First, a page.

There are some close observers who believe, or hope, that Xi's Moscow tour is designed to draw upon symbolism from the revolutionary era when his father was vice premier and China's policy was "to lean to one side" in favor of the Soviet Union.
"Xi will shortly execute China's own pivot," says one well connected observer who has a seat in one of the two legislatures that are meeting in Beijing this week.
The observer says Beijing's move toward Moscow is a response to Washington's "military" pivot, just like when "the Western powers totally ostracized" China in the 1950s.
But the historical parallels are not so clear cut. Unlike the Soviet Union of the 1950s, China runs a successful, market-oriented economy, integrating into the global financial system and heavily dependent on exports to the West.
The economic reforms that Deng is credited with launching in December 1978 propelled China away from Soviet-style autarky into connected capitalism. But Deng was not the architect of reforms as much as an important part of an elite consensus. One of the most important members was Xi's father, Xi Zhongxun.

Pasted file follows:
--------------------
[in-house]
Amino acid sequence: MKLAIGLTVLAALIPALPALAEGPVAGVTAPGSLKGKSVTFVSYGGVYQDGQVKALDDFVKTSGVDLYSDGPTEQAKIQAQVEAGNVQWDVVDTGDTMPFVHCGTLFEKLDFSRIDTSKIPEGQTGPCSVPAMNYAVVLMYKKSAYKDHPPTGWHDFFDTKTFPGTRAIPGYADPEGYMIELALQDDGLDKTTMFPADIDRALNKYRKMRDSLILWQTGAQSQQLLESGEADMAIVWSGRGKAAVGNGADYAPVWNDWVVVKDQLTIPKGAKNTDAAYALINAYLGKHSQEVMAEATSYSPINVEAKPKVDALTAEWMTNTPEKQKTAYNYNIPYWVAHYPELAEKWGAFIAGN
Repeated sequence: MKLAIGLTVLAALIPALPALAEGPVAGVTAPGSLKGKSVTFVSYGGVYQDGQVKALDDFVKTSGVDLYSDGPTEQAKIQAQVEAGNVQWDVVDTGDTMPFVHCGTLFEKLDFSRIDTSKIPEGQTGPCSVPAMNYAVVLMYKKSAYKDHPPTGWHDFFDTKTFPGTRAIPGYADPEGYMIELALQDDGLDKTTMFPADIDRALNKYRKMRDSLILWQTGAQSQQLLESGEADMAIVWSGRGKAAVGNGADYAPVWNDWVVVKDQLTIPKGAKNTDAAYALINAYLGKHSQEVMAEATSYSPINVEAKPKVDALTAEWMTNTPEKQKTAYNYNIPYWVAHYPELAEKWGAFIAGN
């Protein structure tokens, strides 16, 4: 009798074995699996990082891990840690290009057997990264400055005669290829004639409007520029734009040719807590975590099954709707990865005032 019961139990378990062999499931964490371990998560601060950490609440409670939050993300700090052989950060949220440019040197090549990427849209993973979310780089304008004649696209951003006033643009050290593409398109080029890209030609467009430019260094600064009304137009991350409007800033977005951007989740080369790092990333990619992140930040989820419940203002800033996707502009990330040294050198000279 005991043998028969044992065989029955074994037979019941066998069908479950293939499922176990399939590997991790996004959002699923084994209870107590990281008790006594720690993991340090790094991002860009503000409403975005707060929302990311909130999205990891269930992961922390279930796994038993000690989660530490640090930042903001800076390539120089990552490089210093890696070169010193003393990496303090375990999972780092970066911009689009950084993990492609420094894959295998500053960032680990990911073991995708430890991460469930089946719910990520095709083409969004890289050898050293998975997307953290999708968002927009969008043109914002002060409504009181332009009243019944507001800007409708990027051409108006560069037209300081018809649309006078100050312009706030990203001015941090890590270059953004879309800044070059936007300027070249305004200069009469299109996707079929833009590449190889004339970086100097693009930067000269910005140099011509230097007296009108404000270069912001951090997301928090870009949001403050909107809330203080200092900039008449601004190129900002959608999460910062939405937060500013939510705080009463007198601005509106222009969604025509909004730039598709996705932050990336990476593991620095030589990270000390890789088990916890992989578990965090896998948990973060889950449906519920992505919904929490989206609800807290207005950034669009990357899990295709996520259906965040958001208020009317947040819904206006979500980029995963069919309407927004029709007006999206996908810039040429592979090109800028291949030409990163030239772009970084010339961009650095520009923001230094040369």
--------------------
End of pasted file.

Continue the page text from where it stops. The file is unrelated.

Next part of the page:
While Xi Zhongxun and Li Xiannian both served then Chairman Mao Zedong in the 1950s, they left their marks following Mao's death in 1976.
Xi Jinping will remember Li Xiannian from when the revolutionary leader kindly brought him in for a home-cooked meal in the early days of the Cultural Revolution in the late 1960s, when Xi's family was in disgrace. He is also likely grateful for how Li signed off on his father's rehabilitation in August 1977.
And around the time when Deng was photographed waving a 10-gallon hat at a rodeo in Texas, it was Li Xiannian who endorsed Xi Zhongxun's most radical project, according to Warren Sun, a historian of modern Chinese history at Monash University in Australia. Li endorsed Xi's radical idea of a free trade zone and allocated him the piece of land that has now expanded into the bustling export city of Shenzhen.
Since then, the Chinese economy has grown at an average of nearly 10 percent a year, and its GDP has risen from just over $175 billion to $7.3 trillion. But unlike 1979, when China was exuding optimism and the Communist Party was rallying around the promise of reform, there is a pervasive sense of fear and foreboding that the power and corruption of the party-state could derail efforts at reform.
China is once again at a "crossroads," to use a word in vogue among the Beijing intelligentsia. Conservatives hope Xi will move to the conservative left, as symbolized by Putin's Russia. But if Xi Jinping is truly his father's son, he will use the Moscow visit to shore up his left flank while quietly re-starting Deng's journey of opening and reform.